The Internet of Things (IoT) is rapidly expanding to include a previously undreamed of amount of connected devices – cars, toys, medical devices, home appliances – and all these smart things connecting to the Web have to be secured. Unfortunately, security seems to be bottom on the list of priorities for IoT manufacturers and developers.
So says Simon Campbell-Young, CEO of Intact Software Distribution, adding that there’s the widest possible array of applications for the IoT, for end users and businesses alike, and with this expansion, protecting an organisations sensitive information becomes increasingly crucial. “Gartner estimates some 25 billion devices will be connected by 2020. Alongside this, the potential attack surface is growing exponentially too. How does a company manage security when there are multiple points of vulnerability, and the number is getting bigger every day?”
He says this is a major challenge for businesses of all types and across all industries, and there is no silver bullet solution.
“If anything, the slew of breaches that have littered the news over the past few years has shown that current security measures are simply not enough. We know we are not resilient, particularly in light of the IoT, which is why securing IoT devices has to begin from the ground up, at the very beginning of the development process, and not added on as an afterthought. This is simply not optional any longer.”
Information security is crucial to the growth of the IoT, and if it is not moved to the top of the priority list, the business opportunity will be undermined, Campbell-Young adds. “OEMs need to have security specialists on board from the beginning. Product managers and security guys need to work side by side to plan the product’s development, and ensure security is a fundamental consideration.”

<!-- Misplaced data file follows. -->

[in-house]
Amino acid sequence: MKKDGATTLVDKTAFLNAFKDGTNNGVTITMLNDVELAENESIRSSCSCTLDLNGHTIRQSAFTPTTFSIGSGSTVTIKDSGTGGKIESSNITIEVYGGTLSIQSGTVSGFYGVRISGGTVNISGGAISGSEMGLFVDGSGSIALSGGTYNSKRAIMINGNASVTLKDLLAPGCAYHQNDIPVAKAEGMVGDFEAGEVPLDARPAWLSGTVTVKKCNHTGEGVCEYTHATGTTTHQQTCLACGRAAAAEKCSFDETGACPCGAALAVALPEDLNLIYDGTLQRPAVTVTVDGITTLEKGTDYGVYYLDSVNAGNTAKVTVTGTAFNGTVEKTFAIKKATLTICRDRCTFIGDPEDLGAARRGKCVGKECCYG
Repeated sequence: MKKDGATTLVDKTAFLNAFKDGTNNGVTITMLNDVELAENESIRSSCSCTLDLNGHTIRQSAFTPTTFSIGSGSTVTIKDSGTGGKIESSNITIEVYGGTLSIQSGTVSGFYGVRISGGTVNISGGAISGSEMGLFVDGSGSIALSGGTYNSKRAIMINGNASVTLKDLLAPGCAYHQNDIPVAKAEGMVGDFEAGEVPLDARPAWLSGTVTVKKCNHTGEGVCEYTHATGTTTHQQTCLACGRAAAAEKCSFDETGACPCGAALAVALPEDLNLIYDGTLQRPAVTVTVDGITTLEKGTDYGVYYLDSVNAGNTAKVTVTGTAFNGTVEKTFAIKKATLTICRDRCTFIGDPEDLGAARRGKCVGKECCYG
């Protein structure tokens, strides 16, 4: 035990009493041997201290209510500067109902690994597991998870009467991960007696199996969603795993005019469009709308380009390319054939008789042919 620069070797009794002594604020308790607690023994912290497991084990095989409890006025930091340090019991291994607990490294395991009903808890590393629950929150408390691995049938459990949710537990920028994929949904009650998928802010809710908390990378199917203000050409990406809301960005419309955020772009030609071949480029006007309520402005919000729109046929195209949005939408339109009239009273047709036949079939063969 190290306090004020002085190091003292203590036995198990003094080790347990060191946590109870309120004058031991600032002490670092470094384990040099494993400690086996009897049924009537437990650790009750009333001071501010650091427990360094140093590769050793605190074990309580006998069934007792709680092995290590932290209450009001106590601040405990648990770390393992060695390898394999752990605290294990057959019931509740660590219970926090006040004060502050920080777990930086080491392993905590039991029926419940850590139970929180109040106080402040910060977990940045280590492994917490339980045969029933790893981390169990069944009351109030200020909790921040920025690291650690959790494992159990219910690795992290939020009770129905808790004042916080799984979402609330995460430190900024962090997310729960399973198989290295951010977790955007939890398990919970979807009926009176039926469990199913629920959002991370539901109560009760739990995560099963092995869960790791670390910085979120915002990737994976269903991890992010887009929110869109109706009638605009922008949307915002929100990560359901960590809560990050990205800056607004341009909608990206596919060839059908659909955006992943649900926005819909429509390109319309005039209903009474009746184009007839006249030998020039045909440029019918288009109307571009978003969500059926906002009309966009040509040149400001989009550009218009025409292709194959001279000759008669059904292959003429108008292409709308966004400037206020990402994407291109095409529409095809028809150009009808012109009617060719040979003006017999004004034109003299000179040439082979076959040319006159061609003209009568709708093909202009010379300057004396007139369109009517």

In addition, he says risk management plays a vital role. Executives and managers must pinpoint where their business might be vulnerable by examining a variety of attack scenarios, and should also consider bringing penetration testers in to evaluate their measure. “Following this, the impacts, both financial and reputational, need to be carefully evaluated. Each business must decide how much appetite for risk they have, and plan security around that.”
Finally, Campbell-Young says organisations need to educate consumers on best practice such as regularly changing passwords, which is amazingly still one of the main causes of a security breach, and offering advice on security patches for their IoT devices.
In terms of privacy, IoT vendors must have privacy policies in place that clearly define how any data is collected from IoT devices. “These must be readily available to consumers, and must leave no room for ambiguity. All of us are more aware and concerned about how our personal data is being used and stored, and IoT vendors who are transparent about this process will instil confidence, which in turn will help their businesses.”
The IoT is set to be huge for individuals and businesses alike, but security must be core to every element of the process. “You wouldn’t buy a car that had no locks, or a bottle without a lid. Why should buying an IoT device be any different?” Campbell-Young concludes.